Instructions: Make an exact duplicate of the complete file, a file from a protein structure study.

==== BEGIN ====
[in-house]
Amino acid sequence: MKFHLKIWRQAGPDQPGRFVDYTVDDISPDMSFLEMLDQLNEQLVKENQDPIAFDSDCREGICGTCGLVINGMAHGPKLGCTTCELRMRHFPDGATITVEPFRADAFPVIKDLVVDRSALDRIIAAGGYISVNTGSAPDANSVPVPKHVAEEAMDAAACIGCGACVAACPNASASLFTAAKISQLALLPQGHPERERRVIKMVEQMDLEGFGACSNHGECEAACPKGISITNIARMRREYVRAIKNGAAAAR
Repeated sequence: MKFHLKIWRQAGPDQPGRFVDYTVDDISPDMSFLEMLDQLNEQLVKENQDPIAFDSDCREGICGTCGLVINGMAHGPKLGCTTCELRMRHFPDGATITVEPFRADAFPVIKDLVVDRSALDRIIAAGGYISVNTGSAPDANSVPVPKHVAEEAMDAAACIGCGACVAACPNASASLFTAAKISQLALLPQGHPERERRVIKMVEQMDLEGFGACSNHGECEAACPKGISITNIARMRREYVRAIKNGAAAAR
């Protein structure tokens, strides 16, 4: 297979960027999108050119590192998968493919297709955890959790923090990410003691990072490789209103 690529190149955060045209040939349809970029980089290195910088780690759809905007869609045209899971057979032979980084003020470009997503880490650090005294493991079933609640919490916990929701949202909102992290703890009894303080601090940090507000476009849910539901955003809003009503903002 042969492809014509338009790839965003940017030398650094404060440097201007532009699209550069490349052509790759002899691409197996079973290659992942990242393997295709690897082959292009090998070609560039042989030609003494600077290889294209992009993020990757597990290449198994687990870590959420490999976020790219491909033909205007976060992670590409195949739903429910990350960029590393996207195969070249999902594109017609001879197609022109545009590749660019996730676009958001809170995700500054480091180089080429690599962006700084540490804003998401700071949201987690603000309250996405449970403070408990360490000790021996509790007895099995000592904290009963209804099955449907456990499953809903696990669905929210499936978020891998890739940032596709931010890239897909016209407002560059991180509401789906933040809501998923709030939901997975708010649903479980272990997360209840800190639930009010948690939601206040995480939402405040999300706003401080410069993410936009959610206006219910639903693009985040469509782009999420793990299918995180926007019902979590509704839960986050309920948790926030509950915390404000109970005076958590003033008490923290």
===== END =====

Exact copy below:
[in-house]
Amino acid sequence: MKFHLKIWRQAGPDQPGRFVDYTVDDISPDMSFLEMLDQLNEQLVKENQDPIAFDSDCREGICGTCGLVINGMAHGPKLGCTTCELRMRHFPDGATITVEPFRADAFPVIKDLVVDRSALDRIIAAGGYISVNTGSAPDANSVPVPKHVAEEAMDAAACIGCGACVAACPNASASLFTAAKISQLALLPQGHPERERRVIKMVEQMDLEGFGACSNHGECEAACPKGISITNIARMRREYVRAIKNGAAAAR
Repeated sequence: MKFHLKIWRQAGPDQPGRFVDYTVDDISPDMSFLEMLDQLNEQLVKENQDPIAFDSDCREGICGTCGLVINGMAHGPKLGCTTCELRMRHFPDGATITVEPFRADAFPVIKDLVVDRSALDRIIAAGGYISVNTGSAPDANSVPVPKHVAEEAMDAAACIGCGACVAACPNASASLFTAAKISQLALLPQGHPERERRVIKMVEQMDLEGFGACSNHGECEAACPKGISITNIARMRREYVRAIKNGAAAAR
């Protein structure tokens, strides 16, 4: 297979960027999108050119590192998968493919297709955890959790923090990410003691990072490789209103 690529190149955060045209040939349809970029980089290195910088780690759809905007869609045209899971057979032979980084003020470009997503880490650090005294493991079933609640919490916990929701949202909102992290703890009894303080601090940090507000476009849910539901955003809003009503903002 042969492809014509338009790839965003940017030398650094404060440097201007532009699209550069490349052509790759002899691409197996079973290659992942990242393997295709690897082959292009090998070609560039042989030609003494600077290889294209992009993020990757597990290449198994687990870590959420490999976020790219491909033909205007976060992670590409195949739903429910990350960029590393996207195969070249999902594109017609001879197609022109545009590749660019996730676009958001809170995700500054480091180089080429690599962006700084540490804003998401700071949201987690603000309250996405449970403070408990360490000790021996509790007895099995000592904290009963209804099955449907456990499953809903696990669905929210499936978020891998890739940032596709931010890239897909016209407002560059991180509401789906933040809501998923709030939901997975708010649903479980272990997360209840800190639930009010948690939601206040995480939402405040999300706003401080410069993410936009959610206006219910639903693009985040469509782009999420793990299918995180926007019902979590509704839960986050309920948790926030509950915390404000109970005076958590003033008490923290």